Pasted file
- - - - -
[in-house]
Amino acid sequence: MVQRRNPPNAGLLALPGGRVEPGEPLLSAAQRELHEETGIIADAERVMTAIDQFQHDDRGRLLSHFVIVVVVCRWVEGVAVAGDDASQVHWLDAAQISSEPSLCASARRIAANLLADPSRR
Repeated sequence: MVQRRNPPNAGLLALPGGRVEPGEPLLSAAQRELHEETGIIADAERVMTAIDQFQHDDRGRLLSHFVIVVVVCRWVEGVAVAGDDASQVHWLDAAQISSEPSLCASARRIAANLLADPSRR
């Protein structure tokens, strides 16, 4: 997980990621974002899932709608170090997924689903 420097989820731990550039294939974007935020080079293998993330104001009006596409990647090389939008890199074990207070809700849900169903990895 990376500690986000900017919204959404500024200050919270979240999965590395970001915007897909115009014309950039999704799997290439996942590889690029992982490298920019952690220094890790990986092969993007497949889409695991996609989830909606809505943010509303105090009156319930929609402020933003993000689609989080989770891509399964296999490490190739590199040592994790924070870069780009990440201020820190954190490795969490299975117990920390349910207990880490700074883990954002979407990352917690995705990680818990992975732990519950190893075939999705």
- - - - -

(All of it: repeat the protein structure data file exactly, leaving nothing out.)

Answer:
[in-house]
Amino acid sequence: MVQRRNPPNAGLLALPGGRVEPGEPLLSAAQRELHEETGIIADAERVMTAIDQFQHDDRGRLLSHFVIVVVVCRWVEGVAVAGDDASQVHWLDAAQISSEPSLCASARRIAANLLADPSRR
Repeated sequence: MVQRRNPPNAGLLALPGGRVEPGEPLLSAAQRELHEETGIIADAERVMTAIDQFQHDDRGRLLSHFVIVVVVCRWVEGVAVAGDDASQVHWLDAAQISSEPSLCASARRIAANLLADPSRR
């Protein structure tokens, strides 16, 4: 997980990621974002899932709608170090997924689903 420097989820731990550039294939974007935020080079293998993330104001009006596409990647090389939008890199074990207070809700849900169903990895 990376500690986000900017919204959404500024200050919270979240999965590395970001915007897909115009014309950039999704799997290439996942590889690029992982490298920019952690220094890790990986092969993007497949889409695991996609989830909606809505943010509303105090009156319930929609402020933003993000689609989080989770891509399964296999490490190739590199040592994790924070870069780009990440201020820190954190490795969490299975117990920390349910207990880490700074883990954002979407990352917690995705990680818990992975732990519950190893075939999705």